• Covered Operators may use Covered Information for "maintaining, developing, supporting, improving, and diagnosing" purposes related to the Covered Services.
  • Covered Operators may also use Covered Information for legitimate research purposes as allowed by state or federal law and under the direction of a school, school district, or state department of education (and in compliance with the above restrictions on creating of profiles and advertising).
  • Covered Operators may use de-identified data within the Covered Services to improve educational products or to demonstrate the effectiveness of the Covered Services.
  • Covered Operators may share de-identified and aggregated student information for the development and improvement of educational sites, services, or applications.
  • Covered Operators may use student data, including Covered Information, for adaptive learning or customized student learning purposes.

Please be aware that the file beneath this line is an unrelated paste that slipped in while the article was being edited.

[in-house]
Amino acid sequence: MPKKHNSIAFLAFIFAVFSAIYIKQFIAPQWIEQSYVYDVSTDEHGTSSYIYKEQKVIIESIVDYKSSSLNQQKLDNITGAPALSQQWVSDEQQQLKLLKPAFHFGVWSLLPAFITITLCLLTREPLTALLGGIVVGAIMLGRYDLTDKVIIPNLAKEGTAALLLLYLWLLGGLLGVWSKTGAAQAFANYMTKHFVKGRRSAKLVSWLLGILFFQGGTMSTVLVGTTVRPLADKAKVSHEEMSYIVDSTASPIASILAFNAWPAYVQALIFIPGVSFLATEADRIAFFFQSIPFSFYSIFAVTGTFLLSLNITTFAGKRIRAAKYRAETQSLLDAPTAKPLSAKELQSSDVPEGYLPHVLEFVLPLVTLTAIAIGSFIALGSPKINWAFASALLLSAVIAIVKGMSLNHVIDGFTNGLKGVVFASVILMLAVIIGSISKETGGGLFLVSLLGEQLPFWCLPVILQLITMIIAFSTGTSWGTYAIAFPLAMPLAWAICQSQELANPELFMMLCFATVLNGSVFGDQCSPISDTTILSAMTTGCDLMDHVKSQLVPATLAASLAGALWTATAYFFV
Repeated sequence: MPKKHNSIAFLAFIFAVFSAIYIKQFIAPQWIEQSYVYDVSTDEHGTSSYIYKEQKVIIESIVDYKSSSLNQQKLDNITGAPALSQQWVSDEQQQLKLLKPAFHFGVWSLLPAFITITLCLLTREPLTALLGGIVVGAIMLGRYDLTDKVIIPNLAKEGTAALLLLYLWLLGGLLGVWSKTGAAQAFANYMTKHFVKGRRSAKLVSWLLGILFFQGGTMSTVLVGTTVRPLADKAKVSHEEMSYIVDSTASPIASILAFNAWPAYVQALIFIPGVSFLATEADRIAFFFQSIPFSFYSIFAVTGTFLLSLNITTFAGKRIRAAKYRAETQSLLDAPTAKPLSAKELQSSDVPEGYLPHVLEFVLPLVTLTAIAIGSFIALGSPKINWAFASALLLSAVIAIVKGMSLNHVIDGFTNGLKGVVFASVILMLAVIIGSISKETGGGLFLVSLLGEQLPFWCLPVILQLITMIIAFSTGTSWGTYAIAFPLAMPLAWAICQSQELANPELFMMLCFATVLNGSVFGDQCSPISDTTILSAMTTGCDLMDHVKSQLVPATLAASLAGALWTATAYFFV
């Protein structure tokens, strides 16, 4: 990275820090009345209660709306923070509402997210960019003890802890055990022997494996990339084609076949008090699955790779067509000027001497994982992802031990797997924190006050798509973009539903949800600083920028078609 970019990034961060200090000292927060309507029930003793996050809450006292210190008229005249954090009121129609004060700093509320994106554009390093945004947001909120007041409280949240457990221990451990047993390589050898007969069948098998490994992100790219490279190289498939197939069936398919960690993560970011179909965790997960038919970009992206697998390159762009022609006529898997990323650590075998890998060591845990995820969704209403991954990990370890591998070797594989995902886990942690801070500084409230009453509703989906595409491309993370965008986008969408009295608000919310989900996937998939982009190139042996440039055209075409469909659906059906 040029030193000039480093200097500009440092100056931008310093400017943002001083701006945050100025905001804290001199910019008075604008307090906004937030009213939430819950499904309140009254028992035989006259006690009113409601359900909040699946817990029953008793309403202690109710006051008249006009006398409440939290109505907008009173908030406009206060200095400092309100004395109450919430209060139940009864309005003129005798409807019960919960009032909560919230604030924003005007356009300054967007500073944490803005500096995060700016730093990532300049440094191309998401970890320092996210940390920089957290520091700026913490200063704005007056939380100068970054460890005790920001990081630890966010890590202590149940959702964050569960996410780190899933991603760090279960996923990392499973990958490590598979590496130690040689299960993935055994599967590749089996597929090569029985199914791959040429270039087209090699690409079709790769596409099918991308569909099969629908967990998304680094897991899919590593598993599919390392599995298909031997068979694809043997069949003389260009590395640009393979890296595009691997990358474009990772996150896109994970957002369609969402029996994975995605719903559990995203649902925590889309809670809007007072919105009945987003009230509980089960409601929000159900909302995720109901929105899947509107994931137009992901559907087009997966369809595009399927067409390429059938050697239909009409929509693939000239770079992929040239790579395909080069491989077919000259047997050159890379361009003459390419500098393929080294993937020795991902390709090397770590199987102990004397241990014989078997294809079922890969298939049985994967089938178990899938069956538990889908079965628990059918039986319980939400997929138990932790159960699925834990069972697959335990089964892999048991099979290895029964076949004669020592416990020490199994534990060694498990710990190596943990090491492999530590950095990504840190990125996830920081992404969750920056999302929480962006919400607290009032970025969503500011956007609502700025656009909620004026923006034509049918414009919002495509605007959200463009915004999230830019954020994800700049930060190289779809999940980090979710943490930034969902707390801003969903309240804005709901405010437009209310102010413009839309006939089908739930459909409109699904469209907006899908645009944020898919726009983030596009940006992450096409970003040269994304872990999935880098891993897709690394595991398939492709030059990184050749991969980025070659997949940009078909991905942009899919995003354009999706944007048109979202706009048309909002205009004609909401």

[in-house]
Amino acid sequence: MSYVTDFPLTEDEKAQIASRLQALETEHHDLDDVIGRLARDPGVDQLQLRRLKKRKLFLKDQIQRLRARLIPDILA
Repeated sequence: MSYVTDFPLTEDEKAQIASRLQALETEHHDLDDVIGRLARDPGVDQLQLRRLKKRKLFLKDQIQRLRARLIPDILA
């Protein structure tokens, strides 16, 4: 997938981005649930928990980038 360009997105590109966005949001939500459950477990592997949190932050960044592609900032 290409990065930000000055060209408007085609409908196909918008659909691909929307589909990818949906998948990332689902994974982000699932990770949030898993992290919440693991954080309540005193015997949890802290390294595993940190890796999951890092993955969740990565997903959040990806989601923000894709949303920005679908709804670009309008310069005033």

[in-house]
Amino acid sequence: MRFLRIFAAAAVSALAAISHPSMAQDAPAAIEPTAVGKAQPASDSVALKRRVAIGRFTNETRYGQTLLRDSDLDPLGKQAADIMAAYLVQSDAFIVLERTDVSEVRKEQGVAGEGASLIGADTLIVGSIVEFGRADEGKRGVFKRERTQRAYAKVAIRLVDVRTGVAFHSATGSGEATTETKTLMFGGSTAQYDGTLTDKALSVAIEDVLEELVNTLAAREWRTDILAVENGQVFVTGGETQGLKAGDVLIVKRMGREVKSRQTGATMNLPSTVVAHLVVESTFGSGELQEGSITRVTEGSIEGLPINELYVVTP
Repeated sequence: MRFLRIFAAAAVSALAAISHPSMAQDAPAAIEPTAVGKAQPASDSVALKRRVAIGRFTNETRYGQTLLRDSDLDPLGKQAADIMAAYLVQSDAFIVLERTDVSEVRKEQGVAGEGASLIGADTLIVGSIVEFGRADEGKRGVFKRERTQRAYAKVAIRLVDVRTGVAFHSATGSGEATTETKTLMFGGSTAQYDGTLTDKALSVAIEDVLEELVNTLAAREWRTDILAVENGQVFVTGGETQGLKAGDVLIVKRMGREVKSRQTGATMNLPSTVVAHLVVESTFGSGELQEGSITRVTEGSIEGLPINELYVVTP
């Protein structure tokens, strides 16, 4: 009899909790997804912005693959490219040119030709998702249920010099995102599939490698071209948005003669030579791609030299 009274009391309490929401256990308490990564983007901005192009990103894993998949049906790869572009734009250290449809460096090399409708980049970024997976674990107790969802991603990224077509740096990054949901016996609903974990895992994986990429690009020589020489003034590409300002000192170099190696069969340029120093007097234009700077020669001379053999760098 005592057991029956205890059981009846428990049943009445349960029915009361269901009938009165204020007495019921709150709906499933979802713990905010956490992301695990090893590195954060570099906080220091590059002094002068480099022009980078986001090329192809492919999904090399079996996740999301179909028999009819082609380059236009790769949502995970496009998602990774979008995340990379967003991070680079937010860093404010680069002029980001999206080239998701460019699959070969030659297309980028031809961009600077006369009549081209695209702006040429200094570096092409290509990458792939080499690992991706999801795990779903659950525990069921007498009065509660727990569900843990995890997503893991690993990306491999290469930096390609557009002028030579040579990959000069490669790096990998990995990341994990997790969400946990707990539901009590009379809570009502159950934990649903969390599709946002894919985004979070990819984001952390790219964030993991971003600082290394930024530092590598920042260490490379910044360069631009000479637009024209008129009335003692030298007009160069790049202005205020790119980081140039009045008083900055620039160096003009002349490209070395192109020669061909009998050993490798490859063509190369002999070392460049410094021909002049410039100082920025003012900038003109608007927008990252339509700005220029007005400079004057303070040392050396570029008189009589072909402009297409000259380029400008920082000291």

• Covered operators may market educational products directly to parents so long as the marketing does not result from the use of Covered Information obtained by the Covered Operator through the provision of Covered Services.

Differences from FERPA

What may be most unique about SOPIPA, for website operators with experience in the ed tech sector, is the fact that it imposes direct liability on those operators. This is in stark contrast with the most well-known educational privacy law—the Family Educational Rights and Privacy Act ("FERPA") which is enforced by the U.S. Department of Education ("DOE"). FERPA, as ed tech companies and schools know, is only directly enforceable against educational institutions receiving federal funds (which ends up being most schools). Even if a third party website operator causes a FERPA violation, DOE may only hold the school liable. Any liability by the website operator would be through its contract with the school. This shifting of the direct liability does change the analysis for website operators, but could have some benefits as well from a client relations perspective given the natural fear many schools have related privacy laws.